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Endometriosis and the common issue of fertility

My periods have become very painful in the past year. I went to my GP and she has referred me to a specialist as she thinks I may have endometriosis. I have heard of this condition but don't really understand it. Can it be cured and what treatment am I likely to need?

Endometrium refers to the tissue that normally makes up the lining of the womb. During each menstrual cycle this thickens over a number of weeks and is then shed from the body monthly during a menstrual period.

Endometriosis occurs when this tissue grows in parts of the body other than in the womb. This growth most commonly occurs on the ovaries, fallopian tubes, outside of the womb, and on the tissue lining the pelvis. Endometriosis can also be found in the cervix, vagina, bowel or bladder and it has even been found beyond the pelvis in the liver, surgical scars and lungs.

Endometrial tissue is activated by oestrogen. Through a normal menstrual cycle, as hormone levels increase, the tissue thickens and then as levels fall off, it starts to shed in the form of tissue and blood. In endometriosis this process still occurs but as the tissue cannot leave the body it breaks down and may collect and thicken, leading to cysts, inflammation and scar tissue. This tissue can ultimately end up blocking off the fallopian tubes, extending into the ovaries or making organs more sticky causing fibrous thickening referred to as adhesions.

The symptoms of endometriosis include menstrual pain which can be severe, pain during intercourse, pain with urination or bowel motions, that may be at its worst during your period, pain in the pelvis and back, and more vague symptoms such as fatigue, altered bowels bloating or nausea.

Endometriosis is thought to affect up to one in 10 women. It can occur in any menstruating female but is most common in those aged 30 to 40. You are more at risk if you have never been pregnant, have a family history of the condition, have frequent menstruation either due to prolonged periods or shorter menstrual cycles or have had previous pelvic infection or inflammation.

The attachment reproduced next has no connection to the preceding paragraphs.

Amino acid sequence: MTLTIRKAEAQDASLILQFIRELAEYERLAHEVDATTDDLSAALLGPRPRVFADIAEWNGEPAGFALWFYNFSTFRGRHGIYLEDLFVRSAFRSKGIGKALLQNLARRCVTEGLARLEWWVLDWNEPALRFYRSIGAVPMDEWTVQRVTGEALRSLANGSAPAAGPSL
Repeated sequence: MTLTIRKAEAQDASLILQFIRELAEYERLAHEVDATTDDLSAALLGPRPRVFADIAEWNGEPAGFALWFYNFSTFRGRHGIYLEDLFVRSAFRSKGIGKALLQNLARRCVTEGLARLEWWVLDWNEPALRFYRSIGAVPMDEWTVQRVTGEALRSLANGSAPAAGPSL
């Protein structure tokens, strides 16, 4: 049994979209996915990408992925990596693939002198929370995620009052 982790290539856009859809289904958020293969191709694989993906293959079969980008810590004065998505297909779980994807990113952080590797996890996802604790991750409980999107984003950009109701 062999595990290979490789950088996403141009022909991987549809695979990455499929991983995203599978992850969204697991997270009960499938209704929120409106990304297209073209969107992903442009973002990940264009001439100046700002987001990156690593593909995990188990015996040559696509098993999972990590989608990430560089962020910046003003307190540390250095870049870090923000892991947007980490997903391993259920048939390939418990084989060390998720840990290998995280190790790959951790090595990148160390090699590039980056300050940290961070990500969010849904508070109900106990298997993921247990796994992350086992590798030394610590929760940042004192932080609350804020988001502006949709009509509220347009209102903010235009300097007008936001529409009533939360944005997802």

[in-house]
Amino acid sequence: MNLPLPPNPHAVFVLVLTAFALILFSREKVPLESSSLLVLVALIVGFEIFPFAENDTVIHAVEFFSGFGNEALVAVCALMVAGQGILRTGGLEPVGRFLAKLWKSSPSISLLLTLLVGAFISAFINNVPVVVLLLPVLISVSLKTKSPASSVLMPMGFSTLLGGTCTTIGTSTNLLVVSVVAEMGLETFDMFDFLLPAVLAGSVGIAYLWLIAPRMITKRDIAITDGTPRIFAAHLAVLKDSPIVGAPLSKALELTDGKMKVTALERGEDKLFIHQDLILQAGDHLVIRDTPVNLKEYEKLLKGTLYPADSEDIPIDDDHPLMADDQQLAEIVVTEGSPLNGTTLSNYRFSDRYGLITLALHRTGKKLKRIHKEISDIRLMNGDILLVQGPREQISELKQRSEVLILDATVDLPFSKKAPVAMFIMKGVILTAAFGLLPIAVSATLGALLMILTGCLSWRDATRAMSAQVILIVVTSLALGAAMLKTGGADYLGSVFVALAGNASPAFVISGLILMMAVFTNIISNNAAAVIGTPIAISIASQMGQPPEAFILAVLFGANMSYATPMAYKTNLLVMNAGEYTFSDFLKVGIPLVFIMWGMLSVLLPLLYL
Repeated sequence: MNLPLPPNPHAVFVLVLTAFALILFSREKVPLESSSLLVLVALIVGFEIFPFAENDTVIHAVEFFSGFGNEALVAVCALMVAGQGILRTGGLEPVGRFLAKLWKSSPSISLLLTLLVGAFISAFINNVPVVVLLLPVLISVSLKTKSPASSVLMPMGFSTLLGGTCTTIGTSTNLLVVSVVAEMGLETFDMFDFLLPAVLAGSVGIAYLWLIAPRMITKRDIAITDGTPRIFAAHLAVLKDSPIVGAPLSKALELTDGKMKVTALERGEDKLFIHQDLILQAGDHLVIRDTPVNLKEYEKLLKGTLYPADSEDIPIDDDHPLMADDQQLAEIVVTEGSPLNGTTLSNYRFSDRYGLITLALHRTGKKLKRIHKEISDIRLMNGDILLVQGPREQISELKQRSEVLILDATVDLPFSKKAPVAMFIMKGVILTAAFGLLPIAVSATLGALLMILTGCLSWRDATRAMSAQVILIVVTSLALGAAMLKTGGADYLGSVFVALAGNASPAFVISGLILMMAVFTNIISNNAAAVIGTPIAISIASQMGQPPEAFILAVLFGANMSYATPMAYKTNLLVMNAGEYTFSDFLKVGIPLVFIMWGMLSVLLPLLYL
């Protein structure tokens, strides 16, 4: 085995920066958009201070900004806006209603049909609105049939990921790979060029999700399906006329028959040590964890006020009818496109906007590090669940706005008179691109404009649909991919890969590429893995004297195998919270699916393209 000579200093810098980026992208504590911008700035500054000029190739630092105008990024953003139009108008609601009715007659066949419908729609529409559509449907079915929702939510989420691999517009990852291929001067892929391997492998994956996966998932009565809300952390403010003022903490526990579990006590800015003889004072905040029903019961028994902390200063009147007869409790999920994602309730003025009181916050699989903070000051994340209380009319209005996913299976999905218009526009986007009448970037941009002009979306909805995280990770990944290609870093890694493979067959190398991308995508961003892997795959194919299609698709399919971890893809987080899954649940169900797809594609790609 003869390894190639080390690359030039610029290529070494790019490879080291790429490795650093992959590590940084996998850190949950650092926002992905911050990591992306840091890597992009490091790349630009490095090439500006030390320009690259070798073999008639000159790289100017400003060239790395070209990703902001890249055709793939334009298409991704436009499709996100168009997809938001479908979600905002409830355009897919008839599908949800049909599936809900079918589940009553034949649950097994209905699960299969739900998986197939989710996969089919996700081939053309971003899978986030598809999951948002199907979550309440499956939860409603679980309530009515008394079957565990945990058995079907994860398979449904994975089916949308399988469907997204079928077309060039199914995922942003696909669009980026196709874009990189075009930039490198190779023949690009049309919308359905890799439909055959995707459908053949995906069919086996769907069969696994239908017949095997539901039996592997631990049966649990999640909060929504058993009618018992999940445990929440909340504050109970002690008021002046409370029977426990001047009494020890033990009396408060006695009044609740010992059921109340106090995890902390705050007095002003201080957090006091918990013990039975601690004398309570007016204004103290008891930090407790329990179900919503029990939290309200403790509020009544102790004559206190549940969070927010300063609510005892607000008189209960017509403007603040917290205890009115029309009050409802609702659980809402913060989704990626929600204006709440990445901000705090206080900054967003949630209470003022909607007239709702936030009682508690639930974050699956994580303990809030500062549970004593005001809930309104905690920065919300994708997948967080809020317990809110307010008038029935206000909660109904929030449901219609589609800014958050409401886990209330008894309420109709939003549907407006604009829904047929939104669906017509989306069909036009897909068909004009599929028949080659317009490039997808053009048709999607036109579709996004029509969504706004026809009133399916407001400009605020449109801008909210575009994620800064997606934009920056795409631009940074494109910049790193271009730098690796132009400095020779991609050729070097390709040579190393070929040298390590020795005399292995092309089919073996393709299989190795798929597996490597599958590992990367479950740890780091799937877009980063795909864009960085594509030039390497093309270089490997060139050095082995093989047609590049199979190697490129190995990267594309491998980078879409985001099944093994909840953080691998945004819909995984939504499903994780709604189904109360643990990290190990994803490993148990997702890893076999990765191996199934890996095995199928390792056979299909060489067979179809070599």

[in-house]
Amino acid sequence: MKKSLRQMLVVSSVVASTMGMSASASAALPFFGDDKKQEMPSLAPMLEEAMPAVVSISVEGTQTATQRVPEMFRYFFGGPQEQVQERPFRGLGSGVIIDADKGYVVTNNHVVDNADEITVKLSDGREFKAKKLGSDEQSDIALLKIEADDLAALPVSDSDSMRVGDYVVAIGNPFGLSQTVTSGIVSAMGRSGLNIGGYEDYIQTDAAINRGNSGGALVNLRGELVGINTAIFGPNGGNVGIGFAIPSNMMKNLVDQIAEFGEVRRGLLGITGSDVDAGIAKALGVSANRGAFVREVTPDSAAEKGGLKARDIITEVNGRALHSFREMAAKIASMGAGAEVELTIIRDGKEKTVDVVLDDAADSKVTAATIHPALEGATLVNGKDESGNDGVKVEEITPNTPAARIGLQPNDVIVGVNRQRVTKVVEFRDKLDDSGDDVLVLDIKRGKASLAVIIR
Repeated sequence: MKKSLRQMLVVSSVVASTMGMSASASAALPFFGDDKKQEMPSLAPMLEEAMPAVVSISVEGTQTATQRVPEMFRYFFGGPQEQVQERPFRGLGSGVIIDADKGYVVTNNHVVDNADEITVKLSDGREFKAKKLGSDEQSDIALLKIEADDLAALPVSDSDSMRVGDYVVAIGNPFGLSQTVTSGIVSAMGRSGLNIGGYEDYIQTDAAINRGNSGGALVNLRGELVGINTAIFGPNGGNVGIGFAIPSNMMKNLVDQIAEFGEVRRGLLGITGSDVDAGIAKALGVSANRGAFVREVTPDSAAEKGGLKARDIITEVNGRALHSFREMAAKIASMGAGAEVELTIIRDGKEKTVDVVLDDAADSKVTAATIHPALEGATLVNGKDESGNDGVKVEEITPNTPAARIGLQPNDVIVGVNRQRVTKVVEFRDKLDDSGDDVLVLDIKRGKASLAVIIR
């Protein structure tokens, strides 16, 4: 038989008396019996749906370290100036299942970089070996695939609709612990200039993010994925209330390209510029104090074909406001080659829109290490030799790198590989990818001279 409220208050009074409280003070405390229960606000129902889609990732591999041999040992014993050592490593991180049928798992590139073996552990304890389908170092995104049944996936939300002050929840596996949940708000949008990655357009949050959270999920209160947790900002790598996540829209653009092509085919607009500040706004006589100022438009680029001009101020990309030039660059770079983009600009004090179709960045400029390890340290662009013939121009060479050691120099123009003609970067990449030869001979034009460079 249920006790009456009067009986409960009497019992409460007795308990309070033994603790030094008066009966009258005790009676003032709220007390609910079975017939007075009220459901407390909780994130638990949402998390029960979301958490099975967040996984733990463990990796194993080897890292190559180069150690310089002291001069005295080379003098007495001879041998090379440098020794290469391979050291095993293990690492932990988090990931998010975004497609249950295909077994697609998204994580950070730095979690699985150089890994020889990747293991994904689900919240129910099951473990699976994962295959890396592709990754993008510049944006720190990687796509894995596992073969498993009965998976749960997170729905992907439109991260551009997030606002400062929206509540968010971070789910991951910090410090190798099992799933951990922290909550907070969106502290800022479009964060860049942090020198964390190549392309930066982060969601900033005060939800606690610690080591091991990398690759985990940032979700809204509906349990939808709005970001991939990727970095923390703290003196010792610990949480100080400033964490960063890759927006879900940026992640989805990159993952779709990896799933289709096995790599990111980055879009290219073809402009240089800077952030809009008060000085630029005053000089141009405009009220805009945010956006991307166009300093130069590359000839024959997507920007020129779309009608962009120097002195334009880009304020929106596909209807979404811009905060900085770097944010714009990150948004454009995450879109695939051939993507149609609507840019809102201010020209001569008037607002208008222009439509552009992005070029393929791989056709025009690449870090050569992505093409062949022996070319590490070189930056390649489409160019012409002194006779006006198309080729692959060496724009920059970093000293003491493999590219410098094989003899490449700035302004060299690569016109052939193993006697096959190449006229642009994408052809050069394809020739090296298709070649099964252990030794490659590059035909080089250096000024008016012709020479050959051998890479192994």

The cause of endometriosis is not fully understood. One of the simplest theories is referred to as retrograde menstruation. This implies that during menstruation the tissue flows backwards up the fallopian tubes towards the ovaries rather than downward and out of the body. These cells that flow back then attach to other areas of the pelvis and continue to grow causing the symptoms mentioned above.

Another theory suggests that some of these endometrial cells may be present in the pelvis since birth and become active with menstruation. More recently the immune system's role in endometriosis is being explored.

If your doctor suspects endometriosis, they are likely to refer you for further tests. A pelvis exam and ultrasound may show areas of tenderness or inflammation but the best way to diagnose is by laparoscopy.

This is a surgical procedure often referred to as key-hole surgery. It is usually performed as a day case but does require general anaesthetic. The gynaecologist makes a small incision in the abdomen usually around the umbilical area. A gynaecologist can then see endometriosis if it is present.

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These deposits of endometriosis can be burnt off during a laparoscopy so diagnosis and treatment often occur hand in hand. More radical surgery involving the removal of the womb, fallopian tubes and ovaries may be an option in severe and persistent cases.

Endometriosis is not curable but there are a number of treatments. The contraceptive pill can be used to control menstruation. Other hormone treatments switch off the normal menstrual cycle. The side effects of this medication are similar to severe menopause and debilitating hot flushes can occur. Lastly, a low dose of male hormone has been used but the side effects of this - which include acne, increased body hair and weight gain - make this a more unpopular choice. Endometriosis will improve during pregnancy and it no longer occurs once a woman is menopausal.

The most common complication of endometriosis is infertility.

It is thought that up to one half of those affected will have fertility problems. As some of the symptoms are vague or may not be severe, this condition may only be diagnosed at the time of fertility investigations. If the condition has been present for a long time and there is a lot of inflammation or scarring, treatment may not improve the chance of pregnancy. However, if milder deposits are present treating these can help improve fertility.

The psychological impact of endometriosis should not be underestimated. Chronic pain can result in low mood, anxiety and withdrawal from friends and social activities. Exercising regularly, maintaining a healthy weight and considering contraceptive options such as the pill may prevent higher levels of oestrogen and are worth considering.


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